Canadian Sports Hall of Fame opens in Calgary

RANDY SPORTAK, QMI Agency

, Last Updated: 6:09 PM ET

You can try racing a wheelchair against Chantal Petitclerc’s world record time.

You can try shadow boxing with Lennox Lewis, catch a Steve Francis fastball and feel the rush of Jacques Villeneuve’s Formula One race car.

Canada’s Sports Hall of Fame may be a homage to the more than 500 inducted athletes and an incredible shrine filled with memorabilia, but the new home is more than a place to stand and stare.

It’s a chance to understand more.

“Having an interactive element really enables learning,” said Claire Buffone-Blair, the hall’s president and CEO. “So we wanted to make it as interactive as possible.

“One of my favourites is racing against Chantal Petitclerc, which allows a visitor to sit in a chair and feel what it’s like to race. I’m not sure anyone coming through the doors will actually be able to beat her, but it’s a great experience and great learning opportunity for children and youth.

“There’s also the ask the athlete interactives. It allows a visitor to talk to their favourite athlete about a particular skill. We have one here with Jarome Iginla and you can ask Jarome all about the wrist shot and slap shot and hopefully come out of there having been inspired by Jarome and wanting to go home and practice those shots.”

After a frantic 18 months, the $30 million hall of fame will open — fittingly — on Canada Day in Calgary’s Canada Olympic Park. The original hall of fame was located in Toronto, but was in limbo after it was demolished to make way for BMO Field in 2006.

Inside it’s new home, some 44,000 square feet, are more than 50 interactive exhibits, a 120-seat theatre and 11 galleries featuring almost every sport imaginable.

The memorabilia is incredible and runs the gamut.

The shoe Terry Fox dipped into the Atlantic Ocean before embarking on the Marathon of Hope is on display, as is a uniform from the Edmonton Grads women’s basketball team and an amazing array of medals from world and Olympic competition — including Michelle Cameron-Coulter’s Olympic gold in synchronized swimming in 1988.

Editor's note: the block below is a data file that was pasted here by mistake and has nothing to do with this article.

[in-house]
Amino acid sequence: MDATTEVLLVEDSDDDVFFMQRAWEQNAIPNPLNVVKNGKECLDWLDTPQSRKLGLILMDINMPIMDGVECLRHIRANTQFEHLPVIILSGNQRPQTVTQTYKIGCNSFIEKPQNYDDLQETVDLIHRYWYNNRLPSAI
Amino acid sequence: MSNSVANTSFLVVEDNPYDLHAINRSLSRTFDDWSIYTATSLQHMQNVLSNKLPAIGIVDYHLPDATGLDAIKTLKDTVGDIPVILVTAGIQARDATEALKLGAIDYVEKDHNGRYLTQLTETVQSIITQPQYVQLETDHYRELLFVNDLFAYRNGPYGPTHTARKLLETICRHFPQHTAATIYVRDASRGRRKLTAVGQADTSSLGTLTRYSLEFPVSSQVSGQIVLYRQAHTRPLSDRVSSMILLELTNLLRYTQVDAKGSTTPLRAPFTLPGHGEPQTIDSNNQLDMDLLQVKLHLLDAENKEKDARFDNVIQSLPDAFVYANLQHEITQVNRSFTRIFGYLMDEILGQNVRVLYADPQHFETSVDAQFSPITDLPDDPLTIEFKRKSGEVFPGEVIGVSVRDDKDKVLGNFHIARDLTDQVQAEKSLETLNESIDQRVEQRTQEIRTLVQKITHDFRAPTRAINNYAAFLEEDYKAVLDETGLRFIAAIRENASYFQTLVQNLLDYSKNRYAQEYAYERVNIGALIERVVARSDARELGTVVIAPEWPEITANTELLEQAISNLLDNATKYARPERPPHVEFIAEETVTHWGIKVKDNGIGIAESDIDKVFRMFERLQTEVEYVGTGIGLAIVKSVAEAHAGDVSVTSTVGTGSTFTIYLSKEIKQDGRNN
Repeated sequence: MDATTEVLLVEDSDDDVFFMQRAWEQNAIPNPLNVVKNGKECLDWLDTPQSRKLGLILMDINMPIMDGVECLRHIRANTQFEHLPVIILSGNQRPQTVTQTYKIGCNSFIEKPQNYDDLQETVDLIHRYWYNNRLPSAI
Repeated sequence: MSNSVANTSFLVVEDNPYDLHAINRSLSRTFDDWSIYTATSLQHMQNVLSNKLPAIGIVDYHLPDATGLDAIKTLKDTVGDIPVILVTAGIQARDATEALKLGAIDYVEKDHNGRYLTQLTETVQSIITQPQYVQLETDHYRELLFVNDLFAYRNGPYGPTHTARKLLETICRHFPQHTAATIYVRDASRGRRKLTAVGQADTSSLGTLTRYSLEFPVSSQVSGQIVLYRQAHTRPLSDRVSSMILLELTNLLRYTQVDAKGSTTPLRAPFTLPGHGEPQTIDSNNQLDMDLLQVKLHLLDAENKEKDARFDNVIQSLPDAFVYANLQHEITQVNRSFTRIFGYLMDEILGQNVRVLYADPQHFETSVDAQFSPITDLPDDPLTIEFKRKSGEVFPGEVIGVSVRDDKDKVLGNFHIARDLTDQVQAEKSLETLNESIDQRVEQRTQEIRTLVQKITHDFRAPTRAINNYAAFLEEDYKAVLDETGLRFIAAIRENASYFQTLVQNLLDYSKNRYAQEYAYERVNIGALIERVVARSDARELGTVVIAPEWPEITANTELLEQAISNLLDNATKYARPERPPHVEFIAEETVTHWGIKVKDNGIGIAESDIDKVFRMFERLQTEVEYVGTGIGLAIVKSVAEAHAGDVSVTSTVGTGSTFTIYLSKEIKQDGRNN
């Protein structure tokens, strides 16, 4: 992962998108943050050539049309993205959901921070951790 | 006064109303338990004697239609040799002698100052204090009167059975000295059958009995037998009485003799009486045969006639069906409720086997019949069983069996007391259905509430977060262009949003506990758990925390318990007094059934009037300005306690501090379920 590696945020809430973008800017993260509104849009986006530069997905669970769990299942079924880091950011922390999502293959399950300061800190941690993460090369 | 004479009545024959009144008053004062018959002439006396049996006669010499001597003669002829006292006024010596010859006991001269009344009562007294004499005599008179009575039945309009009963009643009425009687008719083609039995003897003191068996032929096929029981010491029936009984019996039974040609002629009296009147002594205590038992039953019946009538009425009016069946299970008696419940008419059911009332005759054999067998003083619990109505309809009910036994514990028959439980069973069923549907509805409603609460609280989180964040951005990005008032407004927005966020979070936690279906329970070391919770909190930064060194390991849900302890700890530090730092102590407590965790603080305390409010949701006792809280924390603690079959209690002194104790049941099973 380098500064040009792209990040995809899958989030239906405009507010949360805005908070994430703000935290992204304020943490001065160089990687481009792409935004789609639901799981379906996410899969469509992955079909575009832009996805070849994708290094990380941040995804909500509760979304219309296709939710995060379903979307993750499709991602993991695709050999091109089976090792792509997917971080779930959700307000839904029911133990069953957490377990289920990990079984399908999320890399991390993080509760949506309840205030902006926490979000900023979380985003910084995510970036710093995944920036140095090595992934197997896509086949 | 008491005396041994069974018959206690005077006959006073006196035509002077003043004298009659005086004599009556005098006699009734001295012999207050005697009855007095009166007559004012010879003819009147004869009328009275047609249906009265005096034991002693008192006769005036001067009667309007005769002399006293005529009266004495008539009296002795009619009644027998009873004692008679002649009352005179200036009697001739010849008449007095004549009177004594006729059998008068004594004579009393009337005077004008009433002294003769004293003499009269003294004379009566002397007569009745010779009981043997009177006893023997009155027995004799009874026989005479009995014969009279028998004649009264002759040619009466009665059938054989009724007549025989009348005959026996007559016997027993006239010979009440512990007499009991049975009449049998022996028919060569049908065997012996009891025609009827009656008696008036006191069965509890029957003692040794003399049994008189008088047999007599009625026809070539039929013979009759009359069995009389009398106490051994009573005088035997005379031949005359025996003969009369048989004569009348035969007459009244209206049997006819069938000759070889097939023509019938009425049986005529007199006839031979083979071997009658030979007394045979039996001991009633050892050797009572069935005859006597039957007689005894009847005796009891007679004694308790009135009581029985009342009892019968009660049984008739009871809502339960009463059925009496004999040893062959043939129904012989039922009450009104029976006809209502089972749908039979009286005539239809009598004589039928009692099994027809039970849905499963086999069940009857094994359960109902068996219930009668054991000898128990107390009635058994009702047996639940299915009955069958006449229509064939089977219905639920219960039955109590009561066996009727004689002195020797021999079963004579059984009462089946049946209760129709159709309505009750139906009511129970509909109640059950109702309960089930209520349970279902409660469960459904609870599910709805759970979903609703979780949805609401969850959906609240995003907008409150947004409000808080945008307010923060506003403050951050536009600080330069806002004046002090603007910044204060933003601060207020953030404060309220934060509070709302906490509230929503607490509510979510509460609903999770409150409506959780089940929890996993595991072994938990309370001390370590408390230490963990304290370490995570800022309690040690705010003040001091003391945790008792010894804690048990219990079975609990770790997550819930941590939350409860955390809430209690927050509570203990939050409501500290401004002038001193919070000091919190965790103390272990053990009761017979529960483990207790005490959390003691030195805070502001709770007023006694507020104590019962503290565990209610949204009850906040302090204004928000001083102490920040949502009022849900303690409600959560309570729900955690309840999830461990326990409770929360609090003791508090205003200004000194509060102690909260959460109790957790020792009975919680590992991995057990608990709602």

“Someone pulled me over there right away,” Cameron-Coulter said. “When we were standing and listening, I could look over and see droplets of water — it looks like water droplets — that has footage of our swimming, which is so neat.

“To see my medal at the hall of fame, behind glass, is really cool.”

Maple Leaf Sports and Entertainment has loaned several items originally belonging to Dr. James Naismith, the Canadian who invented basketball in the late 1800s. Among the artifacts are the first whistle he used and several written notes, including hand-written up plays and the rules, of the game.

“It’s really special for us to have that on display and really tell that story to educate Canadians about our involvement in that sport,” Buffone-Blair said.

Naturally, hockey, baseball and the Olympics are part of the exhibit, but done so in a way to not overtake the rest of the hall of fame.

“Our hockey theme is on game-changers,” Buffone-Blair said. “We wanted to be able to tell stories about how the game changed so we’ve picked unique elements and those individuals who really did change the game, and their stories are told through interactive elements.”

randy.sportak@sunmedia.ca

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